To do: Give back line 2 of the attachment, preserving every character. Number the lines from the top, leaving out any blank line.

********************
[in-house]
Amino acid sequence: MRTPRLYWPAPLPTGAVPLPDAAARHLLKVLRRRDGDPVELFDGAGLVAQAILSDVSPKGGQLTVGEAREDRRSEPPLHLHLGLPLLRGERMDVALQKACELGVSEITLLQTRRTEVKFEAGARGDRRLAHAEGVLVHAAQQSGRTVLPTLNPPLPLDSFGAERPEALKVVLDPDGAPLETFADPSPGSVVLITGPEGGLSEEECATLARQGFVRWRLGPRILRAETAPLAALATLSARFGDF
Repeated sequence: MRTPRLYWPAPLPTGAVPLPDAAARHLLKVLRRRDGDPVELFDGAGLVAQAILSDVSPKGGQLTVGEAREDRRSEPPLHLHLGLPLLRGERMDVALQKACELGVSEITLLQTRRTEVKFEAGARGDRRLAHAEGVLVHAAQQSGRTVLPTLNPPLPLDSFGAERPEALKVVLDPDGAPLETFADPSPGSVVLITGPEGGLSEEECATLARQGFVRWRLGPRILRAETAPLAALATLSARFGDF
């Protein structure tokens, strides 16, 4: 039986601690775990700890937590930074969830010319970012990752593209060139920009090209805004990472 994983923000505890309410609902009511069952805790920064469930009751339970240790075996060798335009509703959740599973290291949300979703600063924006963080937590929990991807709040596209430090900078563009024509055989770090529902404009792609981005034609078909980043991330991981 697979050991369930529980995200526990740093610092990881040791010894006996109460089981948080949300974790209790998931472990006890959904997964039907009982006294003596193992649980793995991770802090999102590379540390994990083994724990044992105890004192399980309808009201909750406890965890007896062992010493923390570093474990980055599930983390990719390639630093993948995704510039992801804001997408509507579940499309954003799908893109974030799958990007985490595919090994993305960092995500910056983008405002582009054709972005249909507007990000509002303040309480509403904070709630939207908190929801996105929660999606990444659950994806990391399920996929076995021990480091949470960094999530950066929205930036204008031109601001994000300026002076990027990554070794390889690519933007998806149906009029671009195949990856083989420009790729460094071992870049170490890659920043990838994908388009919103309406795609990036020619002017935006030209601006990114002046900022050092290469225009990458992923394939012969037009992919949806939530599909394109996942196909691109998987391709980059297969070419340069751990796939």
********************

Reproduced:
Amino acid sequence: MRTPRLYWPAPLPTGAVPLPDAAARHLLKVLRRRDGDPVELFDGAGLVAQAILSDVSPKGGQLTVGEAREDRRSEPPLHLHLGLPLLRGERMDVALQKACELGVSEITLLQTRRTEVKFEAGARGDRRLAHAEGVLVHAAQQSGRTVLPTLNPPLPLDSFGAERPEALKVVLDPDGAPLETFADPSPGSVVLITGPEGGLSEEECATLARQGFVRWRLGPRILRAETAPLAALATLSARFGDF